Wednesday, April 21, 2010

Mike and Ike: A new Mets' promotional opportunity?

How big is Ike Davis these days? He's the talk of the town. Even a notorious Met-hater took in a game to see the phenom in person!

Squawker reader Uncle Mike, showed up at Citi Field Tuesday to check out the Mets' new first baseman. Can you believe that? There's something I would have loved to have witnessed in person!

Uncle Mike even claims he's Big Pelf's good luck charm:
I actually went. I actually got on the 7, rode out to Willets Point, and paid money to sit among Met fans to watch the Mets. An entertaining game, and for some reason I'm like steroids (or greenies) for Pelfrey. He's got a 0.64 ERA with me in the ballpark. Without me, he must be over 5.

Maybe it's the name Mike!

Speaking of which, Ed Leyro, Studious Metsimus blogger, and friend of the Squawkers, has an idea for a promotional giveway the next time Pelfrey pitches, and Ike Davis plays. Ed writes:
Everyone likes giveaways. Many people like candy. No one remembers Mike and Ike candy. Whenever Mike Pelfrey pitches and Ike Davis plays first, the Mets should give away Mike and Ike candy to the first 25,000 fans.

It wouldn't be a very expensive giveaway, so the team could still afford to buy excuses instead of free agents this coming offseason.....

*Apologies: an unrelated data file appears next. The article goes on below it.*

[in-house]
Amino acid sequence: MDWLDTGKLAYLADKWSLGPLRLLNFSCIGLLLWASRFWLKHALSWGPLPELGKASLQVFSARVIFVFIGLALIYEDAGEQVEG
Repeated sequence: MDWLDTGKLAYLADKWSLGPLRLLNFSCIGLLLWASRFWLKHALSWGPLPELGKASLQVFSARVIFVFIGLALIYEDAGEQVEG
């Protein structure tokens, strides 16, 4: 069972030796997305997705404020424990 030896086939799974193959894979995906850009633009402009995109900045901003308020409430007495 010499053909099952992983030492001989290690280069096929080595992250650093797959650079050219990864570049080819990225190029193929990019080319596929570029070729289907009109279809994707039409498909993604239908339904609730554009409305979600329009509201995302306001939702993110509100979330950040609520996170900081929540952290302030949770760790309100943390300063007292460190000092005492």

Mike Pelfrey and Ike Davis. Mike and Ike candy. The Mets should jump all over this one like fans are jumping all over Gary Matthews Jr.
Even this Yankee fan thinks it's a great idea. Get to it, Mets management!

What do you think? Tell us about it!

1 comment:

Michael said...

If they give it out to the first 25,000 fans, at the rate the Mets' attendance is going they're going to have a few boxes left over. Somewhere, Reggie Jackson is laughing amidst his candy bars. (Don't worry, they keep for a long time.)

Davis is reminiscent of Mark Fidrych: When he pitched for the Tigers as a rookie in 1976, he doubled their attendance. Without him, they were a boring team still stuck in their post-Al Kaline/Denny McLain hangover. With him, they were an exciting bunch, complete with a still-thin Rusty Staub. Too bad Fidrych's career and life ended the way they did; hopefully, Davis will have much better luck.

Search This Blog